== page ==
With the help of its partners, P&G recently launched an exciting initiative to market the world’s first recyclable shampoo bottle made from “beach plastic” waste for its shampoo brand Head & Shoulders, with170,000 bottles produced to date. The bottle contains 25% plastic recovered from beaches in the UK and France. According to a lifecycle assessment comparing the recycling model of TerraCycle versus the standard model of producing and landfilling virgin plastic, the former results in a 60% reduction in CO2 emissions and a 95% reduction in released toxins such as pesticides and chemicals.

Ms. Jennings first described the biggest obstacles to reaching the current threshold of 25% recycled plastic in each bottle. She explained that the making of the Head & Shoulders beach bottle faced several challenges, including brand identification. The Head & Shoulders bottle has long been recognizable by its white and blue colours. Due to the recycled beach plastic, the beach bottle is grey. Ms. Jennings explained that while proceeding with a grey-coloured bottle was not an easy decision, P&G felt it was the right thing to do.

While the initial launch of the project has relied on plastic reclaimed from the beaches of the UK and France, P&G’s efforts are not limited to this geography, and there are plans and activities already reaching areas more severely affected by beach plastic pollution. P&G’s aim is to expand the current project to other countries around the world, including developing nations. Ms. Jennings explained that a lack of waste management infrastructure can be an important limitation in such locales, and often requires waste to be shipped to cities, where better infrastructure exists. Through the company’s Waste2Worth project, in partnership with the Asia Development Bank, in the Philippines today there are agreements with three cities to advance new sustainable waste management models. P&G has also partnered with Ocean Conservancy and the Trash Free Seas Alliance to support their goal of reducing plastic leakage to the ocean by 50% by 2030. Finally, P&G’s 2020 goal is to double their use of recycled resin in plastic packaging. By the end of 2018, Hair Care will add half a billion bottles annually containing 25% post-consumer recycled content (PCR) in Europe.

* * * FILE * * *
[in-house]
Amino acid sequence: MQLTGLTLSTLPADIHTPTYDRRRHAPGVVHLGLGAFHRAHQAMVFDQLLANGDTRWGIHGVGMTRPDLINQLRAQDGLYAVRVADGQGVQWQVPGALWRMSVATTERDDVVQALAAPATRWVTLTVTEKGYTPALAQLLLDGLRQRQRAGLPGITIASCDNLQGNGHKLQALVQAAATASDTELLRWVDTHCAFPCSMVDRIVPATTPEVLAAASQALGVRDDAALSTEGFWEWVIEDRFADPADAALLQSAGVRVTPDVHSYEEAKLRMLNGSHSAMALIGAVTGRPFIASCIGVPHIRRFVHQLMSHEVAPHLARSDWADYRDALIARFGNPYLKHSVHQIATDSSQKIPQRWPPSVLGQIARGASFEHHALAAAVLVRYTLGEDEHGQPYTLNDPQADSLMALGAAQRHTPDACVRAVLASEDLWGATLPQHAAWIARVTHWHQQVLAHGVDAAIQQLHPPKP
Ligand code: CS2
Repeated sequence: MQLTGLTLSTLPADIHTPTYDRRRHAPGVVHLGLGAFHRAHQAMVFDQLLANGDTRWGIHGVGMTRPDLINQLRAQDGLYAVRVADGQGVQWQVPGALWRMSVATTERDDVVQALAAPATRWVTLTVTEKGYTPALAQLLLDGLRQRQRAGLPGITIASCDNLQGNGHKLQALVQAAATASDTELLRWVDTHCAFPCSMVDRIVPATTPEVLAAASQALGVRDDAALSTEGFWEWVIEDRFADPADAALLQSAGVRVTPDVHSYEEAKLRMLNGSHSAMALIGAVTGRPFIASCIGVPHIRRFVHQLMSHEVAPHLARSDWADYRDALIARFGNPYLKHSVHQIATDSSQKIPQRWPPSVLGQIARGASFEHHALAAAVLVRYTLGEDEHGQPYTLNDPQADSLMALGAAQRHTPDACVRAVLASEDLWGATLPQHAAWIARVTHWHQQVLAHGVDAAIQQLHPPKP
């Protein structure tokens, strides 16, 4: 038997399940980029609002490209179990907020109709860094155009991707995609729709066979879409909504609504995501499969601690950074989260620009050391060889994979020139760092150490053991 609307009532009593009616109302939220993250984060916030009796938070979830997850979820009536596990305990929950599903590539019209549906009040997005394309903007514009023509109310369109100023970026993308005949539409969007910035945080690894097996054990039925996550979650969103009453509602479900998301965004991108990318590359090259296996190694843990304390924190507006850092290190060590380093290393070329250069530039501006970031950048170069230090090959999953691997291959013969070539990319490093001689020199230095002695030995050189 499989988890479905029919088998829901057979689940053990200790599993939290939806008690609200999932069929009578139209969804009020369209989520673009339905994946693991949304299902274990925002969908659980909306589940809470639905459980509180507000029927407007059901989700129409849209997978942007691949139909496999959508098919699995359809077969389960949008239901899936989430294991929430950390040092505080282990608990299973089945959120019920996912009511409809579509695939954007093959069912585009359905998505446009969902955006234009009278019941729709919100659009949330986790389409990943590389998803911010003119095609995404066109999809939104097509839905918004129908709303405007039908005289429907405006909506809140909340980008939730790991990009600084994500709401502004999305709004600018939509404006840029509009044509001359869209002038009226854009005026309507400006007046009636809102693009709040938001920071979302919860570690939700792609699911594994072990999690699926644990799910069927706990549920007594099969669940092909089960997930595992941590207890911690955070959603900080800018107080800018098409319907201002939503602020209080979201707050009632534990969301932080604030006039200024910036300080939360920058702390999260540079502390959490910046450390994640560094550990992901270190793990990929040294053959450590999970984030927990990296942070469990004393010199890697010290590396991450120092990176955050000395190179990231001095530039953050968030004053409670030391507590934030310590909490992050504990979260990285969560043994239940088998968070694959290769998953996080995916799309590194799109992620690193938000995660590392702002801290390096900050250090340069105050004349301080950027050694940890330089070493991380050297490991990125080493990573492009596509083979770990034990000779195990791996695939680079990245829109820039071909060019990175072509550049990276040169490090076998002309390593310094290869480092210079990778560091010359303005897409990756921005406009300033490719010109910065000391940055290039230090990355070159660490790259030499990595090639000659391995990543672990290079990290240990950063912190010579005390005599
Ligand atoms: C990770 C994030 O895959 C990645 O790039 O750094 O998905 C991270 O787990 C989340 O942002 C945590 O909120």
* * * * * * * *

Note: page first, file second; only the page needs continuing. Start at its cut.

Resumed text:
The partnership to make the Head & Shoulders beach plastic bottle brings together TerraCycle’s collection programs, which focus on community and volunteer engagement, and SUEZ’s expertise in waste recycling and recovery. In this case, P&G funds TerraCycle collection programs to reclaim plastic from beaches and waterways. The collected plastic is sent to a TerraCycle warehouse and sorted, separating out things like seaweed. The sorted waste is sent to a SUEZ processing facility where it is shredded, cleaned, and processed into the pure high-density polyethylene (HDPE) plastic used in production of the finished bottle.

So, what are the limits to expanding this project? Beach plastic is far more expensive than virgin plastic due to the manual sorting and cleaning needed and therefore, for the beach plastic bottle to be economically feasible to a manufacturer like P&G, partnerships like the one with TerraCycle are needed. According to Ms. Jennings, the Head & Shoulders beach plastic bottle has received unwavering positive acceptance by retailers and media, which gives the company confidence of the scale and commercial viability of the project. Since its announcement at Davos, the project has generated more than three billion media impressions worldwide, helping drive awareness about the issue of plastic pollution and encouraging consumers to recycle. P&G is confident that initiatives like theirs will inspire other brands and industries to follow, creating demand and value for recycled plastic, and further moving the drive toward sustainability forward.

Jonathan Parisi is a class of 2019 Master of International Affairs candidate at the Hertie School. Jon is an experienced finance professional and lived and worked for the last 5+ years in the Boston, MA area. He specialized in financing regional economic development, and was a banking consultant for his last year prior to joining the Hertie community. Jon is passionate about understanding the current friction between domestic public opinion and international cooperation on urgent global issues. He studied Spanish at Trinity College and later earned an MBA. His primary career interests reside in political media, advocacy, or academia.